You’ve been looking for a house to buy for a while, and you finally think you’ve found one you can see yourself making into a home. That’s great! Before you go to contract, there’s an important step to plan: the home inspection.
The Importance of a Home Inspection
The inspection is an imperative part in trying to choose the perfect home. Skip it, and you run the risk of uncovering tons of issues that may have been hidden from the naked eye after it’s too late. The inspection is also the buyer’s responsibility. It’s recommended, when negotiating the contract, for the buyer to request that any offer be contingent on an inspection. Doing so helps to protect you, as the buyer, from getting stuck with a home that has problems that you weren’t ready to deal with. There are several types of inspections that are recommended to be completed before purchasing.
So, what kinds of inspections are there? Read on to find out!
The structural inspection is done by a certified inspector who will check to ensure that the home is in accordance with ASHE standards. Some of the aspects the inspector will cover include:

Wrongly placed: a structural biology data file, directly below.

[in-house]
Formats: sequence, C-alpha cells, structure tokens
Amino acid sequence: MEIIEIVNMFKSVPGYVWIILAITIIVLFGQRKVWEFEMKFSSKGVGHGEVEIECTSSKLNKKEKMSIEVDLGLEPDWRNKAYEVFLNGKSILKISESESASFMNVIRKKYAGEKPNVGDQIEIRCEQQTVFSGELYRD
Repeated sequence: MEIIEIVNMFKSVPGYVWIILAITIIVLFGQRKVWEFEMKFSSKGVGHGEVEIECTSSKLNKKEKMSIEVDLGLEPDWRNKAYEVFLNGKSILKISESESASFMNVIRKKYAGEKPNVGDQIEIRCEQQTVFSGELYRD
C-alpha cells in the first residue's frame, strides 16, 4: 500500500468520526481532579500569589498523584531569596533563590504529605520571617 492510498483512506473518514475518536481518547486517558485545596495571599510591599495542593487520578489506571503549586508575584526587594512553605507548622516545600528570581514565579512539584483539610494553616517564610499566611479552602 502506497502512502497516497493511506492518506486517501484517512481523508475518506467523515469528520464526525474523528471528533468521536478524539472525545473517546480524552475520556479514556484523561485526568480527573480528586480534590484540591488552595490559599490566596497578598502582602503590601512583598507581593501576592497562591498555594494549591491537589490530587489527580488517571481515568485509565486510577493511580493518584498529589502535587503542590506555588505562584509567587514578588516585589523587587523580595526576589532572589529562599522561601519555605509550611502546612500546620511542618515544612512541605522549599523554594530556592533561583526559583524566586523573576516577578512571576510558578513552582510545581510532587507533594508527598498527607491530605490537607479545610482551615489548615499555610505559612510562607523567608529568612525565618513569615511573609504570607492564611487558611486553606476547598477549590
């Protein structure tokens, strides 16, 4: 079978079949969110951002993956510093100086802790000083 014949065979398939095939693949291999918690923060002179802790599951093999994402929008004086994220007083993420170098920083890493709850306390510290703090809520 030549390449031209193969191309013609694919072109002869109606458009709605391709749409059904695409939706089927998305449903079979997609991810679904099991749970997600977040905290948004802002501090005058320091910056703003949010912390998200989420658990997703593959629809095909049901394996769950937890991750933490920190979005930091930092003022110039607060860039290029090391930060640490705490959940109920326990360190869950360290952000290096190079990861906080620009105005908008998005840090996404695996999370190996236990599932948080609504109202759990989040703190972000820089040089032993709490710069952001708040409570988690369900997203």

- Proper installation of sewage/plumbing systems (you can also ask for a septic inspection in addition)
- Correct wiring of electrical system
- Structural/foundational issues
You definitely don’t want to end up with an infestation that you were unaware of before you bought the house. During a pest inspection, the inspector will look for:
- Signs of current infestation
- Any damage from a current/past infestation
- Whether or not repairs have ever been made because of an infestation
- Whether or not there has ever been an infestation in the home
Radon is a Cancer-causing carcinogen. It is odorless and colorless, meaning it is pretty much impossible to detect on your own. You can (and should) have your potential home tested for Radon. This is especially true if the seller of the home you want to buy has not had the home tested within the last two years.
Lead Paint (homes built in or before 1978)
If the home in question was built after 1978, then lead paint is probably not going to be an issue. If lead paint is detected in the home, a lead abatement should be performed to eliminate all lead-based paint hazards.
Tests can also be done to test the quality of the water your home uses. Testing the water can discover contaminants, such as:
- E. coli
- Other toxins
Remember, it is your responsibility as the buyer to request and complete all inspections within five to ten days of submitting an offer. If these inspections are overlooked in an attempt to save time and money, you could be faced with bigger problems later that could cost you more time and money than the inspections!